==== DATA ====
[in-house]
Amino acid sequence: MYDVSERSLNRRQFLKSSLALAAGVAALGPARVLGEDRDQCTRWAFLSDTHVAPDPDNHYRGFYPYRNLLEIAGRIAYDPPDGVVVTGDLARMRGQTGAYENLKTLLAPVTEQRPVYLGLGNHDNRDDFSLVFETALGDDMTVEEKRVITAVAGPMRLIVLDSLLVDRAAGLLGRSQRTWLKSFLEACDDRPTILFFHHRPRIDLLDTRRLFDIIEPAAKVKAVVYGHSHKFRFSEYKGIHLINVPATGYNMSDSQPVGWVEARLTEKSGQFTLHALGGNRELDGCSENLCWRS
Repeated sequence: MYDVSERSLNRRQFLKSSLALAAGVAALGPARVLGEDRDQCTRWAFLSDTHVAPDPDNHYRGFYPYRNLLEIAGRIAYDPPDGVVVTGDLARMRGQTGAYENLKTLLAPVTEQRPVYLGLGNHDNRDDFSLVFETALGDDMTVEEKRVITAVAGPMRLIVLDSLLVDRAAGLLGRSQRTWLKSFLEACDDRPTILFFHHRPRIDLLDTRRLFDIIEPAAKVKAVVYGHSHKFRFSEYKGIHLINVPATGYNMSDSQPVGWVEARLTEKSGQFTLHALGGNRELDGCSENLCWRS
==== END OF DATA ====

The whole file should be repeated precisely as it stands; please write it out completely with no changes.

[in-house]
Amino acid sequence: MYDVSERSLNRRQFLKSSLALAAGVAALGPARVLGEDRDQCTRWAFLSDTHVAPDPDNHYRGFYPYRNLLEIAGRIAYDPPDGVVVTGDLARMRGQTGAYENLKTLLAPVTEQRPVYLGLGNHDNRDDFSLVFETALGDDMTVEEKRVITAVAGPMRLIVLDSLLVDRAAGLLGRSQRTWLKSFLEACDDRPTILFFHHRPRIDLLDTRRLFDIIEPAAKVKAVVYGHSHKFRFSEYKGIHLINVPATGYNMSDSQPVGWVEARLTEKSGQFTLHALGGNRELDGCSENLCWRS
Repeated sequence: MYDVSERSLNRRQFLKSSLALAAGVAALGPARVLGEDRDQCTRWAFLSDTHVAPDPDNHYRGFYPYRNLLEIAGRIAYDPPDGVVVTGDLARMRGQTGAYENLKTLLAPVTEQRPVYLGLGNHDNRDDFSLVFETALGDDMTVEEKRVITAVAGPMRLIVLDSLLVDRAAGLLGRSQRTWLKSFLEACDDRPTILFFHHRPRIDLLDTRRLFDIIEPAAKVKAVVYGHSHKFRFSEYKGIHLINVPATGYNMSDSQPVGWVEARLTEKSGQFTLHALGGNRELDGCSENLCWRS